Sicuso said Columbia-Sussex had been under investigation in Indiana for some time over complaints like those that led to its undoing in New Jersey - poor service resulting from drastic staffing reductions and faulty operating procedures.

The company is also in danger of losing its license in Louisiana, where it owns the Belle of Baton Rouge, a gambling hall with 800 slot machines.

According to the Louisiana Gaming Control Law, once a company loses its gaming license in another state, it can lose its Louisiana license for five years.

The company is also undergoing turmoil with several of its hotels.

Although the negative publicity of recent weeks has focused on its Atlantic City operation, Columbia-Sussex is the nation's largest licensee of Marriott Hotels throughout the country. It operates about 80 hotels, including the Sheraton Philadelphia City Center and the Renaissance Hotel & Resort near Philadelphia International Airport.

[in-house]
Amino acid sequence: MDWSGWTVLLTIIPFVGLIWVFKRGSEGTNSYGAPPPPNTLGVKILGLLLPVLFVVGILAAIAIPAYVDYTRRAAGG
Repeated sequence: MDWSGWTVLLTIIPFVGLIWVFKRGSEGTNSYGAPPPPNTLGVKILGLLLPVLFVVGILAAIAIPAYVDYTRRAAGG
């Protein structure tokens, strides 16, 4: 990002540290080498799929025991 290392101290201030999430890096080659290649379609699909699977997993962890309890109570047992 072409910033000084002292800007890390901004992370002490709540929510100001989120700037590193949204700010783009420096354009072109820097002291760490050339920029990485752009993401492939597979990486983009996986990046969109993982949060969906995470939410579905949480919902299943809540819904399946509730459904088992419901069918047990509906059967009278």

In October 2005, Columbia-Sussex acquired 14 Wyndham Hotels for $1.4 billion, including the former Wyndham at Franklin Plaza in Philadelphia, which it operates under the Sheraton brand.

Since June 2006, that hotel's kitchen area has had numerous health-code violations that included fly and roach infestation, according to city health inspection reports.

The Sheraton had previously been cited for health-code violations in June and August 2006. Those violations had been corrected, according to Izzat Melhem, acting director of environmental health services at the Philadelphia Health Department.